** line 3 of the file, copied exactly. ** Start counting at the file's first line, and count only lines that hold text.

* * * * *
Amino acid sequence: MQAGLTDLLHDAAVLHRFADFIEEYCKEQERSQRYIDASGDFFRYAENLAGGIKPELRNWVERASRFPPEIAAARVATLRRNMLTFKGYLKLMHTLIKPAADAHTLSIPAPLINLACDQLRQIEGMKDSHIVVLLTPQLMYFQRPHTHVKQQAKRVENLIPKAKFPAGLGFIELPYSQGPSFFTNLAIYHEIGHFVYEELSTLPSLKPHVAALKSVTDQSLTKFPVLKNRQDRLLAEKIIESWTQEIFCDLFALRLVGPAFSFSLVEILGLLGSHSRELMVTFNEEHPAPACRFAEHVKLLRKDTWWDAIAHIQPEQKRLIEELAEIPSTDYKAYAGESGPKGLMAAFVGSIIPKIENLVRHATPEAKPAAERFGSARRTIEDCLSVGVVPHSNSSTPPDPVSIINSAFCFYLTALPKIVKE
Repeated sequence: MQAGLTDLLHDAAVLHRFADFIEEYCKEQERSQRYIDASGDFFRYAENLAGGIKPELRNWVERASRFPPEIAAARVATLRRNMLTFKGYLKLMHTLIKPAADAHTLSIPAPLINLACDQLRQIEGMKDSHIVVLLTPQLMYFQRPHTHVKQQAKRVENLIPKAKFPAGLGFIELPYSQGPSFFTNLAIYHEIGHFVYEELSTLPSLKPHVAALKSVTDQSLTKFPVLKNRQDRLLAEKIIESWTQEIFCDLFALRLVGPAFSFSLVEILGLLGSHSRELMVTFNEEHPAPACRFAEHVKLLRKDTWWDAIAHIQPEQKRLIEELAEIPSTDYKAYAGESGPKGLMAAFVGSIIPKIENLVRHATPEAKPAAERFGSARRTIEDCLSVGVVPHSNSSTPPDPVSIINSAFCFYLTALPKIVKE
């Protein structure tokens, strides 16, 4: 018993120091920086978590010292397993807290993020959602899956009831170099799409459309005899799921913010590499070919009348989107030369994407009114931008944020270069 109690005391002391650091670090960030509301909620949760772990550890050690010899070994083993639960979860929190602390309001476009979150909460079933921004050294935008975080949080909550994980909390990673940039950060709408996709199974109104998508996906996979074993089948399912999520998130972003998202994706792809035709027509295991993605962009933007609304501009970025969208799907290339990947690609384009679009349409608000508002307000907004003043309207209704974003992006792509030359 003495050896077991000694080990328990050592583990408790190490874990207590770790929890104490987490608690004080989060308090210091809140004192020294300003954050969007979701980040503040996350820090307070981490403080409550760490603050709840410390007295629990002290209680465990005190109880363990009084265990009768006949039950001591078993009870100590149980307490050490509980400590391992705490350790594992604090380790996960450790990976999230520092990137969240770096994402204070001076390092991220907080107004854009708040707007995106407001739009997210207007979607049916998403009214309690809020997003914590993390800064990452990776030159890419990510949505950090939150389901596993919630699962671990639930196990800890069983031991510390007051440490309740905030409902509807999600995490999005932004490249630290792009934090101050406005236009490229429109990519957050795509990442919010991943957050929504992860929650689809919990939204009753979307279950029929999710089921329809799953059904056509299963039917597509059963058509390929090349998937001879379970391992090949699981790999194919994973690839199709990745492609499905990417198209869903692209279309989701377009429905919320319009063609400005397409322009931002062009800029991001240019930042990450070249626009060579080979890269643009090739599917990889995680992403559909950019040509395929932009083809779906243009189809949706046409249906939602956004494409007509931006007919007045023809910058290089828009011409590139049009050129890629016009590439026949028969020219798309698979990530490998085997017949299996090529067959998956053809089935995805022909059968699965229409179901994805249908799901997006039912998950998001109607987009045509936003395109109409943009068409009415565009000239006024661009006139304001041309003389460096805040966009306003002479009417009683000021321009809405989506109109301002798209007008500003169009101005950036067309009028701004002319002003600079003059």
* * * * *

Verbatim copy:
């Protein structure tokens, strides 16, 4: 018993120091920086978590010292397993807290993020959602899956009831170099799409459309005899799921913010590499070919009348989107030369994407009114931008944020270069 109690005391002391650091670090960030509301909620949760772990550890050690010899070994083993639960979860929190602390309001476009979150909460079933921004050294935008975080949080909550994980909390990673940039950060709408996709199974109104998508996906996979074993089948399912999520998130972003998202994706792809035709027509295991993605962009933007609304501009970025969208799907290339990947690609384009679009349409608000508002307000907004003043309207209704974003992006792509030359 003495050896077991000694080990328990050592583990408790190490874990207590770790929890104490987490608690004080989060308090210091809140004192020294300003954050969007979701980040503040996350820090307070981490403080409550760490603050709840410390007295629990002290209680465990005190109880363990009084265990009768006949039950001591078993009870100590149980307490050490509980400590391992705490350790594992604090380790996960450790990976999230520092990137969240770096994402204070001076390092991220907080107004854009708040707007995106407001739009997210207007979607049916998403009214309690809020997003914590993390800064990452990776030159890419990510949505950090939150389901596993919630699962671990639930196990800890069983031991510390007051440490309740905030409902509807999600995490999005932004490249630290792009934090101050406005236009490229429109990519957050795509990442919010991943957050929504992860929650689809919990939204009753979307279950029929999710089921329809799953059904056509299963039917597509059963058509390929090349998937001879379970391992090949699981790999194919994973690839199709990745492609499905990417198209869903692209279309989701377009429905919320319009063609400005397409322009931002062009800029991001240019930042990450070249626009060579080979890269643009090739599917990889995680992403559909950019040509395929932009083809779906243009189809949706046409249906939602956004494409007509931006007919007045023809910058290089828009011409590139049009050129890629016009590439026949028969020219798309698979990530490998085997017949299996090529067959998956053809089935995805022909059968699965229409179901994805249908799901997006039912998950998001109607987009045509936003395109109409943009068409009415565009000239006024661009006139304001041309003389460096805040966009306003002479009417009683000021321009809405989506109109301002798209007008500003169009101005950036067309009028701004002319002003600079003059």